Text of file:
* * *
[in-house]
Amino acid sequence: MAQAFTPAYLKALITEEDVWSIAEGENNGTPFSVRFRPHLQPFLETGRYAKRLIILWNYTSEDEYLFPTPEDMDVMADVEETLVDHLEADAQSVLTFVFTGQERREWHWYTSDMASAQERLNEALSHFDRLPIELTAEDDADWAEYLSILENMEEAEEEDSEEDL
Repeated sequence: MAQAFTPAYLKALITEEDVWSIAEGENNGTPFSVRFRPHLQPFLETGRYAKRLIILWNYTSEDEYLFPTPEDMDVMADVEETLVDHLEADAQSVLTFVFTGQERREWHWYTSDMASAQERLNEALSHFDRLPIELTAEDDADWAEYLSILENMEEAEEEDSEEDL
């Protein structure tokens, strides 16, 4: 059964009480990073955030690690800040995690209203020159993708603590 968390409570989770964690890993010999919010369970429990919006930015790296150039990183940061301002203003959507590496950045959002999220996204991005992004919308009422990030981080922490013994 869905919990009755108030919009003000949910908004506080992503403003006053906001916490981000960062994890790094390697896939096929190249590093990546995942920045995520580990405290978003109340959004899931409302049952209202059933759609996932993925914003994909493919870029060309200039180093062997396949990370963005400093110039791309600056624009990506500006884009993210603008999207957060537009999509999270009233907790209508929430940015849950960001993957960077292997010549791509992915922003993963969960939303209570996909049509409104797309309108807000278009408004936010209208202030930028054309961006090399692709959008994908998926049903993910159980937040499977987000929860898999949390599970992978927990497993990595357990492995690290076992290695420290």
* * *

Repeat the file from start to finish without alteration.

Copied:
[in-house]
Amino acid sequence: MAQAFTPAYLKALITEEDVWSIAEGENNGTPFSVRFRPHLQPFLETGRYAKRLIILWNYTSEDEYLFPTPEDMDVMADVEETLVDHLEADAQSVLTFVFTGQERREWHWYTSDMASAQERLNEALSHFDRLPIELTAEDDADWAEYLSILENMEEAEEEDSEEDL
Repeated sequence: MAQAFTPAYLKALITEEDVWSIAEGENNGTPFSVRFRPHLQPFLETGRYAKRLIILWNYTSEDEYLFPTPEDMDVMADVEETLVDHLEADAQSVLTFVFTGQERREWHWYTSDMASAQERLNEALSHFDRLPIELTAEDDADWAEYLSILENMEEAEEEDSEEDL
């Protein structure tokens, strides 16, 4: 059964009480990073955030690690800040995690209203020159993708603590 968390409570989770964690890993010999919010369970429990919006930015790296150039990183940061301002203003959507590496950045959002999220996204991005992004919308009422990030981080922490013994 869905919990009755108030919009003000949910908004506080992503403003006053906001916490981000960062994890790094390697896939096929190249590093990546995942920045995520580990405290978003109340959004899931409302049952209202059933759609996932993925914003994909493919870029060309200039180093062997396949990370963005400093110039791309600056624009990506500006884009993210603008999207957060537009999509999270009233907790209508929430940015849950960001993957960077292997010549791509992915922003993963969960939303209570996909049509409104797309309108807000278009408004936010209208202030930028054309961006090399692709959008994908998926049903993910159980937040499977987000929860898999949390599970992978927990497993990595357990492995690290076992290695420290």